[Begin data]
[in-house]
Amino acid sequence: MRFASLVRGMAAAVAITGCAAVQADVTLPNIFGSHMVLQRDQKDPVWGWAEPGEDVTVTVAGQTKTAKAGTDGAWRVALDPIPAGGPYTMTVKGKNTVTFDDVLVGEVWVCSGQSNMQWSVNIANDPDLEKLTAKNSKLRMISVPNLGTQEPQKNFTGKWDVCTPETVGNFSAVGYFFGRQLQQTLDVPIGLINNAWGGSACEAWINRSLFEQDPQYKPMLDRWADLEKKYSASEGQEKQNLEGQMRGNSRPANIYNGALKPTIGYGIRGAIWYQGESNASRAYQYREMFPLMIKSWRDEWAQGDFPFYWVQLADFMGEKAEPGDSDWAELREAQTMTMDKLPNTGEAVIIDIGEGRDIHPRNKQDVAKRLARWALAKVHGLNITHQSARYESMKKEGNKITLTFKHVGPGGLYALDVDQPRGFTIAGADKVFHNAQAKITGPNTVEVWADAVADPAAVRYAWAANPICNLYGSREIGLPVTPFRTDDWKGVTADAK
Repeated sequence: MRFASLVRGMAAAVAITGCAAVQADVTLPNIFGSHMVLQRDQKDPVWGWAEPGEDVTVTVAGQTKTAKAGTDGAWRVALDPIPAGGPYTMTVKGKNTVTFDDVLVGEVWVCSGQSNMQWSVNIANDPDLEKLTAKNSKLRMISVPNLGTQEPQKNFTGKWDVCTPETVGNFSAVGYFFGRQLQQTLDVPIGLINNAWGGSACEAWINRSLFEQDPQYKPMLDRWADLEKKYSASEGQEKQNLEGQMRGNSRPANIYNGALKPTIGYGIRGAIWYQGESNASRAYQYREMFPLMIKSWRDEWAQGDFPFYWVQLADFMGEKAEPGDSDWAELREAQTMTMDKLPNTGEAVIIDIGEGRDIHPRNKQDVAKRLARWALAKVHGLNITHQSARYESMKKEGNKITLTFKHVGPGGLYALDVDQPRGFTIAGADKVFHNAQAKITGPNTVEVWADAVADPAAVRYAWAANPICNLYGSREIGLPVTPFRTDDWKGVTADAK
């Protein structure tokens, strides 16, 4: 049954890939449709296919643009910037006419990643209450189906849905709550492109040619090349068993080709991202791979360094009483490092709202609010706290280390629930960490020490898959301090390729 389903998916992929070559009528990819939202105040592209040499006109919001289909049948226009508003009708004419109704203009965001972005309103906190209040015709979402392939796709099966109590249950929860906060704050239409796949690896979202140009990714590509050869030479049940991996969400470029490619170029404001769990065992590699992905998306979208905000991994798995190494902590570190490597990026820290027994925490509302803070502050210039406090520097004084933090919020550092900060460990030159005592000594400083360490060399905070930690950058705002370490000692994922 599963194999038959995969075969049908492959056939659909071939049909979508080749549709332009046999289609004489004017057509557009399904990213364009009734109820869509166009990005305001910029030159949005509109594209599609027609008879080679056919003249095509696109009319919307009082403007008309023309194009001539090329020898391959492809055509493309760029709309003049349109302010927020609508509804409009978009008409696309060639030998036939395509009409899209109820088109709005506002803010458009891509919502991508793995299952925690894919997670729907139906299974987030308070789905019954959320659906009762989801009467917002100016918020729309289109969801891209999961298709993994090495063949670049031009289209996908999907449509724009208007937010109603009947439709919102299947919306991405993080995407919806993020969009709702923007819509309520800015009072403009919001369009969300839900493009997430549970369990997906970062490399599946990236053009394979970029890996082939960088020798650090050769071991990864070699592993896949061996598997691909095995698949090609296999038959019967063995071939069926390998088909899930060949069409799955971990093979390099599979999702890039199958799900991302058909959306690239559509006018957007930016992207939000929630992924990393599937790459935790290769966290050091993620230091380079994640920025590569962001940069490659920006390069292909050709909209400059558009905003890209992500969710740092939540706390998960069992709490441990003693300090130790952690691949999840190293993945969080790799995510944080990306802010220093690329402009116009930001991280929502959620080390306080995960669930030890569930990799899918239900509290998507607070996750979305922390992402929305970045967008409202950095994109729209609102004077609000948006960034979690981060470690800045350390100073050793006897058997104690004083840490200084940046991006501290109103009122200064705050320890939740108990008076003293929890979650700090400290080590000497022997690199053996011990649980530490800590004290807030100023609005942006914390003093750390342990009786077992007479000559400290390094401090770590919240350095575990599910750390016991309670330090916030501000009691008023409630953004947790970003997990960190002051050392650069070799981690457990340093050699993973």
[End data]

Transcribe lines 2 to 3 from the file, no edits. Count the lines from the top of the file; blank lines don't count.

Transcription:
Amino acid sequence: MRFASLVRGMAAAVAITGCAAVQADVTLPNIFGSHMVLQRDQKDPVWGWAEPGEDVTVTVAGQTKTAKAGTDGAWRVALDPIPAGGPYTMTVKGKNTVTFDDVLVGEVWVCSGQSNMQWSVNIANDPDLEKLTAKNSKLRMISVPNLGTQEPQKNFTGKWDVCTPETVGNFSAVGYFFGRQLQQTLDVPIGLINNAWGGSACEAWINRSLFEQDPQYKPMLDRWADLEKKYSASEGQEKQNLEGQMRGNSRPANIYNGALKPTIGYGIRGAIWYQGESNASRAYQYREMFPLMIKSWRDEWAQGDFPFYWVQLADFMGEKAEPGDSDWAELREAQTMTMDKLPNTGEAVIIDIGEGRDIHPRNKQDVAKRLARWALAKVHGLNITHQSARYESMKKEGNKITLTFKHVGPGGLYALDVDQPRGFTIAGADKVFHNAQAKITGPNTVEVWADAVADPAAVRYAWAANPICNLYGSREIGLPVTPFRTDDWKGVTADAK
Repeated sequence: MRFASLVRGMAAAVAITGCAAVQADVTLPNIFGSHMVLQRDQKDPVWGWAEPGEDVTVTVAGQTKTAKAGTDGAWRVALDPIPAGGPYTMTVKGKNTVTFDDVLVGEVWVCSGQSNMQWSVNIANDPDLEKLTAKNSKLRMISVPNLGTQEPQKNFTGKWDVCTPETVGNFSAVGYFFGRQLQQTLDVPIGLINNAWGGSACEAWINRSLFEQDPQYKPMLDRWADLEKKYSASEGQEKQNLEGQMRGNSRPANIYNGALKPTIGYGIRGAIWYQGESNASRAYQYREMFPLMIKSWRDEWAQGDFPFYWVQLADFMGEKAEPGDSDWAELREAQTMTMDKLPNTGEAVIIDIGEGRDIHPRNKQDVAKRLARWALAKVHGLNITHQSARYESMKKEGNKITLTFKHVGPGGLYALDVDQPRGFTIAGADKVFHNAQAKITGPNTVEVWADAVADPAAVRYAWAANPICNLYGSREIGLPVTPFRTDDWKGVTADAK